Capitol to Courthouse Florida Insurance Report–Monday, September 29, 2014
Sep 29, 2014
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There are no events scheduled for today.
Long-sought regulations on Florida’s commercial parasailing industry, along with a measure about crimes against unborn children, are among 32 laws that go into effect Wednesday, THE NEWS SERVICE OF FLORIDA’s Jim Turner reports via the Panama City News-Herald.
Florida’s Citizens Property Insurance needs to do a better job educating consumers about the changes being introduced, the Sun-Sentinel Editorial Board writes, adding that the Legislature ought to be asking the bigger question: Is the overriding goal of shrinking Citizens good for consumers?
South Florida homeowners concerned about the rising cost of their flood insurance are being encouraged by the state to find out whether a policy written by a private company can save them money, the Sun-Sentinel’s Ron Hurtibise reports.
A recent audit disclosed areas in which improvements in Citizens’ Property Insurance IT controls and operational processes were needed, InsuranceNewsNet.com reports.
Last year, Ft. Lauderdale Station 2′s seven units – two engines, two rescue trucks, a ladder truck and two vehicles for chiefs – responded to more than 25,000 calls, ranking it above Los Angeles at No.2 and Baltimore at No.3, the Miami Herald’s Carli Teproff reports via Insurance Journal.
Trying to collect a $110 million verdict against two Florida nursing home companies has led a family on a four-year odyssey through a maze of private-equity firms and shell companies to a bankruptcy court trial that was set to begin last week, Bloomberg’s Margaret Cronin Fisk reports via Insurance Journal.
Governor Rick Scott‘s staff nearly reached a multi-billion dollar deal with the Seminole Indian tribe that would have allowed it to add roulette and craps at its South Florida casinos, documents obtained by The Associated Press show. Gary Fineout reports via SaintPetersBlog.com.
Environmental issues are important to Floridians, ranking among the top five issues facing the state, according to a recent University of South Florida survey, Jenna Buzzacco-Foerster reports for the Tampa Tribune.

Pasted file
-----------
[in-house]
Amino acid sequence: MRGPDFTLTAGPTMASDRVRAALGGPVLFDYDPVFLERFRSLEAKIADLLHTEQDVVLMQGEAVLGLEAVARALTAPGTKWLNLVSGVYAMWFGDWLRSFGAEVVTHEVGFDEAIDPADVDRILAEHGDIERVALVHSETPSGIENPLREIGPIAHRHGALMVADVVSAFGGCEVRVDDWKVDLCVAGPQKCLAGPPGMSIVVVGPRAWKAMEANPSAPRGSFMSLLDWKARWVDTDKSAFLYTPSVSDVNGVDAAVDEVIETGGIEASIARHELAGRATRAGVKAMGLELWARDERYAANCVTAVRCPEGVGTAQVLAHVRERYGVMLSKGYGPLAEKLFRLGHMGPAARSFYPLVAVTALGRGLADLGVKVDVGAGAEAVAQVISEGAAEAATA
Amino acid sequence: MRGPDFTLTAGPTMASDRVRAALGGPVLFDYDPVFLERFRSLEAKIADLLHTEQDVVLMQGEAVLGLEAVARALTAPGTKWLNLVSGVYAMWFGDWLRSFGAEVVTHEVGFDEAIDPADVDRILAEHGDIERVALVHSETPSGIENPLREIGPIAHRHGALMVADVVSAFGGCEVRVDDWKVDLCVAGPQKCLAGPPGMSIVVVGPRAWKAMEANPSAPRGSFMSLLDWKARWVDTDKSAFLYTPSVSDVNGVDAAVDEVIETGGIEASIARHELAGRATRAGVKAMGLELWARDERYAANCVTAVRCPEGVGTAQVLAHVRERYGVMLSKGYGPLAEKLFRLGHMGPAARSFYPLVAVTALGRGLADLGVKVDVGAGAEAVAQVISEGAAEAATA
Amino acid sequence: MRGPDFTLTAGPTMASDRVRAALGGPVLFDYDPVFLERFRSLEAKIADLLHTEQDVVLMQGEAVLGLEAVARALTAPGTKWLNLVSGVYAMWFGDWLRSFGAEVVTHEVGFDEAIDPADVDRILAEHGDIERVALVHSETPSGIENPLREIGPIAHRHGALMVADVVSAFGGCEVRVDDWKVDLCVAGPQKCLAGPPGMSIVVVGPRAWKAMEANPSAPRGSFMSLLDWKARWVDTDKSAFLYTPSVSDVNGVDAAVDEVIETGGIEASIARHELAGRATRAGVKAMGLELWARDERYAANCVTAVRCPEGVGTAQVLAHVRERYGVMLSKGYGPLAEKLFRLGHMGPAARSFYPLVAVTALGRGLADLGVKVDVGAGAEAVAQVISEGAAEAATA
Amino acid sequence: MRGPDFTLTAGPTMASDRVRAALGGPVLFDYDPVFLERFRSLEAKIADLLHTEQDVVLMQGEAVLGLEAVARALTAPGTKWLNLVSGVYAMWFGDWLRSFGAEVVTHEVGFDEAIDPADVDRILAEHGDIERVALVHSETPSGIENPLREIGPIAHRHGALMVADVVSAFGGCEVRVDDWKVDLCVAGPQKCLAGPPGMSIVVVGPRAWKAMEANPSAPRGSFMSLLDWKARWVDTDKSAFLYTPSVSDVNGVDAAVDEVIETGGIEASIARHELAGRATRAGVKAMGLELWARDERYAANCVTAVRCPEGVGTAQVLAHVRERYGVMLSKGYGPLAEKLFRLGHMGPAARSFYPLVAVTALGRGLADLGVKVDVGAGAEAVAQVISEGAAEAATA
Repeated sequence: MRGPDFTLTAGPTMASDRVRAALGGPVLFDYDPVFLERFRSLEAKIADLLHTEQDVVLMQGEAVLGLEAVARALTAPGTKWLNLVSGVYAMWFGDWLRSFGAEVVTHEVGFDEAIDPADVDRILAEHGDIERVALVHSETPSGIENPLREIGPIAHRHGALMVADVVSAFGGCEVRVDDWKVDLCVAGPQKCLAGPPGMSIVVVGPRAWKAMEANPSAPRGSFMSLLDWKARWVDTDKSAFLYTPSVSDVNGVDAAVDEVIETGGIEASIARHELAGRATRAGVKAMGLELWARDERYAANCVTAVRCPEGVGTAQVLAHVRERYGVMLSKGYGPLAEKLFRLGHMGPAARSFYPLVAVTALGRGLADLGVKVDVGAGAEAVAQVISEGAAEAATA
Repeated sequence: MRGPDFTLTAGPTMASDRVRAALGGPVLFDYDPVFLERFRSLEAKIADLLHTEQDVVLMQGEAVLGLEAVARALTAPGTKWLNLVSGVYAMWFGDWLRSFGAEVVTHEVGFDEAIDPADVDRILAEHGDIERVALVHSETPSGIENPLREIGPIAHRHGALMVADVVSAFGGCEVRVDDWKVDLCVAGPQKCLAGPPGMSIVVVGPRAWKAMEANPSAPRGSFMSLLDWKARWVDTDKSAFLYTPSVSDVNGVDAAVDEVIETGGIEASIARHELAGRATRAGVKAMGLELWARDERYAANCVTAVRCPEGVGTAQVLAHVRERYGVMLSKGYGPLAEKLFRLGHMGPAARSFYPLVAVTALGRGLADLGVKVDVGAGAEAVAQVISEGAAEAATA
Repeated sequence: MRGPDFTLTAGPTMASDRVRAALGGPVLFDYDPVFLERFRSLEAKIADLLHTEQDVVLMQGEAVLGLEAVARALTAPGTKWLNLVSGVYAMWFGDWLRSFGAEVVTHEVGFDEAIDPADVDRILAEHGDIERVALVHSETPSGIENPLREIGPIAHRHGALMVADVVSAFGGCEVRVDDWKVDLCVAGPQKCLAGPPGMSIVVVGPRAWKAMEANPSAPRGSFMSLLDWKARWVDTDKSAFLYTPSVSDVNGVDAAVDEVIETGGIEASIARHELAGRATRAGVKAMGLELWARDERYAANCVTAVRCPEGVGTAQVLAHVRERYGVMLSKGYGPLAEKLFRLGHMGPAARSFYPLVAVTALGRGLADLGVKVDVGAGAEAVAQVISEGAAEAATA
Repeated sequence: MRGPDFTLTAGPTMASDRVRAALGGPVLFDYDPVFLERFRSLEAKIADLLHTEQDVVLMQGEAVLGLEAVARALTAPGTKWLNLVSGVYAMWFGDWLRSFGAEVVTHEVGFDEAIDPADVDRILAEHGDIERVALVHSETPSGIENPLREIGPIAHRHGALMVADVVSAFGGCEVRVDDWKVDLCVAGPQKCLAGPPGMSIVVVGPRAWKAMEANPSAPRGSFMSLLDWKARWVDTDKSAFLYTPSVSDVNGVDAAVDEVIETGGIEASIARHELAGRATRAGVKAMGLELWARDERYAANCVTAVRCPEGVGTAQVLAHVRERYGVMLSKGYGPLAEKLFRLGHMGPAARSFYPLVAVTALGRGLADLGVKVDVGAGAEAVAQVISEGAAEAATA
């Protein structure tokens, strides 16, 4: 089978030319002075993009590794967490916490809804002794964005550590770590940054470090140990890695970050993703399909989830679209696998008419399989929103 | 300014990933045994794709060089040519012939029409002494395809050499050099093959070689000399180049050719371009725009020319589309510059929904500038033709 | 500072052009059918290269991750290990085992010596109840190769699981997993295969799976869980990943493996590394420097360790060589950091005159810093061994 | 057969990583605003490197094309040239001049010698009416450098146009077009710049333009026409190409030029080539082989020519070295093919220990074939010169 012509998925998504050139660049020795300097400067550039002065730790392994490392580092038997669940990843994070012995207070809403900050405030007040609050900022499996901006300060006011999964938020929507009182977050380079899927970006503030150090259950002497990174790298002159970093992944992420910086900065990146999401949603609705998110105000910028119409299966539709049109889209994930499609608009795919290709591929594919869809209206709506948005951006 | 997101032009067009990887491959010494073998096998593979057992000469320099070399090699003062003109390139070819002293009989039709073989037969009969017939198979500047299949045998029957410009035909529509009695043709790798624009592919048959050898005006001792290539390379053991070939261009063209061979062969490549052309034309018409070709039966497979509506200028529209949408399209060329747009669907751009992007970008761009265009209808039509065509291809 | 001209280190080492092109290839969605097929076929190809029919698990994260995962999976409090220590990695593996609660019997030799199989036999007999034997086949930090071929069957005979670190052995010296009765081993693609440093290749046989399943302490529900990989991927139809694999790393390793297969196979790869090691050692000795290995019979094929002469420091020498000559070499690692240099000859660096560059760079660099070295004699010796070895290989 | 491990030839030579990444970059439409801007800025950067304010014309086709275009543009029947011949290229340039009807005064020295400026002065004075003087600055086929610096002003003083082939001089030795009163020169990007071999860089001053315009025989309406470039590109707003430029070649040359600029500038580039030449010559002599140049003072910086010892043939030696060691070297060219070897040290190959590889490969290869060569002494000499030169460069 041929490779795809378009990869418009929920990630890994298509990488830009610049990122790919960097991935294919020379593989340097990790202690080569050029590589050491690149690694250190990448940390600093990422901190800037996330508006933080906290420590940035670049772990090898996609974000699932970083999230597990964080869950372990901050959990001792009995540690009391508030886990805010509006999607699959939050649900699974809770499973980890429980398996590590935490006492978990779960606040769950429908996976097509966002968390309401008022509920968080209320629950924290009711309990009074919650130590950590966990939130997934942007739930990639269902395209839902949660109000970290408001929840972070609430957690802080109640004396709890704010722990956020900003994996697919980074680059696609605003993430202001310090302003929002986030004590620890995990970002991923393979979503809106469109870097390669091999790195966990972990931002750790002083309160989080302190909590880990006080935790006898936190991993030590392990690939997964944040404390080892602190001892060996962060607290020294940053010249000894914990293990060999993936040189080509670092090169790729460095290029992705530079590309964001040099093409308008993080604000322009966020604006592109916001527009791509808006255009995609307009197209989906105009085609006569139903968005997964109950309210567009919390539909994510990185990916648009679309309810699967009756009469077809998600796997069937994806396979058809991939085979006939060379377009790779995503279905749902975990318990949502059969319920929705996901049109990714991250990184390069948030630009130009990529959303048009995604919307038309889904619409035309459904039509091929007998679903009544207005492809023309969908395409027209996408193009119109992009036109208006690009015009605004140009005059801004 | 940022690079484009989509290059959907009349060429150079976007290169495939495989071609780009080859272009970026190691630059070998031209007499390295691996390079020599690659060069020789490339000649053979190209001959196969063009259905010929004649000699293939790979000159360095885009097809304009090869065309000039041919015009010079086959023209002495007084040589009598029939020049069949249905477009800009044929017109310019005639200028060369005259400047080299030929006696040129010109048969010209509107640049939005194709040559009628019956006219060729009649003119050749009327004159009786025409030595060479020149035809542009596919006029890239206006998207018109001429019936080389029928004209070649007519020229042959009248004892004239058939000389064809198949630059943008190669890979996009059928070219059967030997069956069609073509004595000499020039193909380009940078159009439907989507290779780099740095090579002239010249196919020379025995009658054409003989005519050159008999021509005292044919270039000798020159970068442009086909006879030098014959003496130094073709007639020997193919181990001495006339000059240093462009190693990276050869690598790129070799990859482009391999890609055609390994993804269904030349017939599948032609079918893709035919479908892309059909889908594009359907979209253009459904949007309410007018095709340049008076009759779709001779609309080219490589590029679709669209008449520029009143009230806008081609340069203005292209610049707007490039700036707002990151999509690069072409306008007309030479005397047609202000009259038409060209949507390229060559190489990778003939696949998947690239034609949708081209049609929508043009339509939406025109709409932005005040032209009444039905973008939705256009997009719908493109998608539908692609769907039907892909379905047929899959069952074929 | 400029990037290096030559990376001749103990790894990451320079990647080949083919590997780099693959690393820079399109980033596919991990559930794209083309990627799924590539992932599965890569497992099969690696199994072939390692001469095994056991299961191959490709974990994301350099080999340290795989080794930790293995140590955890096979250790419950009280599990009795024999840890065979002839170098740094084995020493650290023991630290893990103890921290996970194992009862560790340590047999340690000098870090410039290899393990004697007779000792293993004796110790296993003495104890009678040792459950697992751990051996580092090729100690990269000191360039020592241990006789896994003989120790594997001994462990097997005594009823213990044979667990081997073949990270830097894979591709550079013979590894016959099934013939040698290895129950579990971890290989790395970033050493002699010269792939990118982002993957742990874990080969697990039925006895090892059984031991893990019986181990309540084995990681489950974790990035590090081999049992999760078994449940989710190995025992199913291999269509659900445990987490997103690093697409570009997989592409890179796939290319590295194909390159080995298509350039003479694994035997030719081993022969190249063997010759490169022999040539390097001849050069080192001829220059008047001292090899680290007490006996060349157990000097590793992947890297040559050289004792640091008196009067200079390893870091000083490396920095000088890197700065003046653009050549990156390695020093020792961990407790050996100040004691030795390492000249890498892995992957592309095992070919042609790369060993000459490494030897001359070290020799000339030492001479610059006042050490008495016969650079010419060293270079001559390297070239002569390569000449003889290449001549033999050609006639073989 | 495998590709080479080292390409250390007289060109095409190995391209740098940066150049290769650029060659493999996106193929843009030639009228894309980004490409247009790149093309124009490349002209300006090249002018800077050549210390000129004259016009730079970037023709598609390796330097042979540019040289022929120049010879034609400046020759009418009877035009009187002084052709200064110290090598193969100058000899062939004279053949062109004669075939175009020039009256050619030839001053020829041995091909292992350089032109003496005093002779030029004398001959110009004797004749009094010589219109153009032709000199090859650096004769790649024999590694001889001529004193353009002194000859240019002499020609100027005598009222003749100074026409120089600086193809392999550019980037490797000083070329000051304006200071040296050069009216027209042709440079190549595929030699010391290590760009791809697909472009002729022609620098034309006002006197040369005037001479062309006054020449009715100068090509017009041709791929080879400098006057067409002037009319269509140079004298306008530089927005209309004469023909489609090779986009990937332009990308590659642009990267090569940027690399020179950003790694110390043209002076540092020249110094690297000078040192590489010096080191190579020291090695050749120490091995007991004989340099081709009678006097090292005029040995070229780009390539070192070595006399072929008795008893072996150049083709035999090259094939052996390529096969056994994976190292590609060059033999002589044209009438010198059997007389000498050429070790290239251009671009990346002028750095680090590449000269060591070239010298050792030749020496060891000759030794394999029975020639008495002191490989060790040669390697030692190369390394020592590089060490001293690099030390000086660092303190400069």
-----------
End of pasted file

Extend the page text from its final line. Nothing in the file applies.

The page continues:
As Florida House Speaker Will Weatherford departs the political scene, he sounds like a man focused more on now than later, Tampa Tribune’s James Rosica reports via InsuranceNewsNet.com.
Charlie Crist is launching a “kitchen table” tour in the final days of the Florida governor’s race, SaintPetersBlog.com’s Peter Schorsch reports.
Steyer, a hedge-fund manager and environmental activist, is spending tens of millions of dollars in Florida and six other states to ensure climate change becomes the kind of wedge issue that tips elections, Tampa Bay Times’ Adam Smith explains.
Florida Governor Rick Scott has been joined on the campaign trail by members of the Florida Cabinet. All four Republicans – Scott, Bondi, Putnam and Chief Financial Officer Jeff Atwater – are up for re-election this year, Jenna Buzzacco-Foerster reports for the Naples Daily News.
The fate of the federal terrorism insurance backstop and an initiative to streamline licensing of interstate agents and brokers won’t be known until November at the earliest, Mark A. Hofmann reports for Business Insurance.
The U.S. Treasury’s Federal Insurance Office has a message for the National Association of Insurance Commissioners on the issue of captive life reinsurance: We’re keeping an eye on you. Cyril Tuohy reports for InsuranceNewsNet.com.
U.S. Senators Dean Heller (R-NV) and Jon Tester (D-MT) along with Congressmen Bill Huizenga (R-MI) and Gregory Meeks (D-NY) introduced a resolution in both the United States House of Representatives and the United States Senate to promote an open and transparent process with regard to the recent proposal introduced by the International Association of Insurance Supervisors to prohibit public observers from their meetings, InsuranceNewsNet.com reports.
Lloyd’s Chairman John Nelson is justifiably pleased with the current state of the Lloyd’s market. Shortly after Insurance Journal’s Charles E. Boyle interviewed him at the Reinsurance Rendezvous in Monte Carlo, Lloyd’s announced a $1.67 billion [$2.72 billion] profit for the first half of 2014.
Insurance firms will not get regulatory approval unless they can prove they have rigorously estimated the risks they face across their business, Bank of England boss Mark Carney told the United Kingdom’s City A.M. (via Advisen.com).
Lyft Inc., Uber Technologies Inc. and Sidecar Technologies Inc. were warned by San Francisco’s district attorney they would face legal action if the rideshare services don’t change their operations, Bloomberg’s Edvard Pettersson reports via Insurance Journal.
CSAA Insurance Exchange, which sells private auto insurance to AAA members in about 25 states, experienced double-digit year-over-year growth in personal auto business, far outpacing other top writers in the second quarter, a new analysis by SNL Financial shows. Insurance Journal reports.
The Massachusetts Division of Insurance issued a bulletin this week notifying the state’s insurance producers of recent changes to the continuing education requirements, Insurance Journal reports.
New Hampshire Insurance Commissioner Roger Sevigny chaired the first meeting of the Commission to Recommend Reforms to Reduce Workers’ Compensation Medical Costs, InsuranceNewsNet.com reports.
U.S. insurance companies, which have been lobbying the government for an increase in the overseas investment limit for more than a decade, are worried that a clause in the Insurance Bill to facilitate this related to management and control may hamper the initiative, Vikas Dhoot reports for The Economic Times.
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